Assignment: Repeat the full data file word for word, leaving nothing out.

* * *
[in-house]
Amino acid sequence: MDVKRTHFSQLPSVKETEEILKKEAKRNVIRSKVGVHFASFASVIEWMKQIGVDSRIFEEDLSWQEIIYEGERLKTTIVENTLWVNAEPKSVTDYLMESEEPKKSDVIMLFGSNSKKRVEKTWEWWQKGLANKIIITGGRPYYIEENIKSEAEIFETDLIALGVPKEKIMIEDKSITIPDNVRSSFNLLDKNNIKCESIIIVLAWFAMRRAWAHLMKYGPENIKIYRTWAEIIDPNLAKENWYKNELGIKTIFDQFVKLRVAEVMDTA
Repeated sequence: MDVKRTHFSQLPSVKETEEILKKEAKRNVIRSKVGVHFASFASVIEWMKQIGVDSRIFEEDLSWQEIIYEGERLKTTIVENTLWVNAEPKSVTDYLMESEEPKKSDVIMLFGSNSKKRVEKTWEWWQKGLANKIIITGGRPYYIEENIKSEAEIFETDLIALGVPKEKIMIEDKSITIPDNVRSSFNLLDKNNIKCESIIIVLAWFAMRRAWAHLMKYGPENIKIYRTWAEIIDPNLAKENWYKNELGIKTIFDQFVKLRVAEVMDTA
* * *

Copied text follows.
[in-house]
Amino acid sequence: MDVKRTHFSQLPSVKETEEILKKEAKRNVIRSKVGVHFASFASVIEWMKQIGVDSRIFEEDLSWQEIIYEGERLKTTIVENTLWVNAEPKSVTDYLMESEEPKKSDVIMLFGSNSKKRVEKTWEWWQKGLANKIIITGGRPYYIEENIKSEAEIFETDLIALGVPKEKIMIEDKSITIPDNVRSSFNLLDKNNIKCESIIIVLAWFAMRRAWAHLMKYGPENIKIYRTWAEIIDPNLAKENWYKNELGIKTIFDQFVKLRVAEVMDTA
Repeated sequence: MDVKRTHFSQLPSVKETEEILKKEAKRNVIRSKVGVHFASFASVIEWMKQIGVDSRIFEEDLSWQEIIYEGERLKTTIVENTLWVNAEPKSVTDYLMESEEPKKSDVIMLFGSNSKKRVEKTWEWWQKGLANKIIITGGRPYYIEENIKSEAEIFETDLIALGVPKEKIMIEDKSITIPDNVRSSFNLLDKNNIKCESIIIVLAWFAMRRAWAHLMKYGPENIKIYRTWAEIIDPNLAKENWYKNELGIKTIFDQFVKLRVAEVMDTA